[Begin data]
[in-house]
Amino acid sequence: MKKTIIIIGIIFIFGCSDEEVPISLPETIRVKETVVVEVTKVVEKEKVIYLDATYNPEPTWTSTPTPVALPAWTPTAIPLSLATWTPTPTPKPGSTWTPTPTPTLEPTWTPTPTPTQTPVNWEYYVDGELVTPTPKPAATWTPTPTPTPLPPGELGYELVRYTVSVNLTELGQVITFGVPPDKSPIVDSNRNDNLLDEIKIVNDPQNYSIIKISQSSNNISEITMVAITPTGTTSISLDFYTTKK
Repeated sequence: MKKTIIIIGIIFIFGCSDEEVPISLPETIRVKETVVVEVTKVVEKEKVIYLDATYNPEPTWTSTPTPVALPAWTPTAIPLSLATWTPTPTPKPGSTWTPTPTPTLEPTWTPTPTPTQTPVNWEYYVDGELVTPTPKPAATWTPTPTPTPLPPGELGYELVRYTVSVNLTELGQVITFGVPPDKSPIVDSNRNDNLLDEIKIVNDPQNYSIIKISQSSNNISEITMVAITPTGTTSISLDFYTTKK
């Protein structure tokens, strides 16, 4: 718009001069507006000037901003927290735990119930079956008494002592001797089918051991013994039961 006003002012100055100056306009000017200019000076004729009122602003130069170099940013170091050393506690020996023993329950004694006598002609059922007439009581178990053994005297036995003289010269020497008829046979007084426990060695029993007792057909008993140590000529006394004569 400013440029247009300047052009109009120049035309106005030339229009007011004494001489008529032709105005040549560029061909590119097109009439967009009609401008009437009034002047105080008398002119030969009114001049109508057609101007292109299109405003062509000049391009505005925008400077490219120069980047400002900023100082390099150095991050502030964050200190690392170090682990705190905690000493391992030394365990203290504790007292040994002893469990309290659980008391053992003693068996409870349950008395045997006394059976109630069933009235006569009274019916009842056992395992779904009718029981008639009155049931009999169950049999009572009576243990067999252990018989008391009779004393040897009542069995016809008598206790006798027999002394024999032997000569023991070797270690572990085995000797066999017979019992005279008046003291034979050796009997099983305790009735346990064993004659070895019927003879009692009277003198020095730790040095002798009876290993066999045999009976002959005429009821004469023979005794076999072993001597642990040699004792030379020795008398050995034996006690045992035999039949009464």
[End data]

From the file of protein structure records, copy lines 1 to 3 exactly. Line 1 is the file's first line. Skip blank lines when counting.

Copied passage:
[in-house]
Amino acid sequence: MKKTIIIIGIIFIFGCSDEEVPISLPETIRVKETVVVEVTKVVEKEKVIYLDATYNPEPTWTSTPTPVALPAWTPTAIPLSLATWTPTPTPKPGSTWTPTPTPTLEPTWTPTPTPTQTPVNWEYYVDGELVTPTPKPAATWTPTPTPTPLPPGELGYELVRYTVSVNLTELGQVITFGVPPDKSPIVDSNRNDNLLDEIKIVNDPQNYSIIKISQSSNNISEITMVAITPTGTTSISLDFYTTKK
Repeated sequence: MKKTIIIIGIIFIFGCSDEEVPISLPETIRVKETVVVEVTKVVEKEKVIYLDATYNPEPTWTSTPTPVALPAWTPTAIPLSLATWTPTPTPKPGSTWTPTPTPTLEPTWTPTPTPTQTPVNWEYYVDGELVTPTPKPAATWTPTPTPTPLPPGELGYELVRYTVSVNLTELGQVITFGVPPDKSPIVDSNRNDNLLDEIKIVNDPQNYSIIKISQSSNNISEITMVAITPTGTTSISLDFYTTKK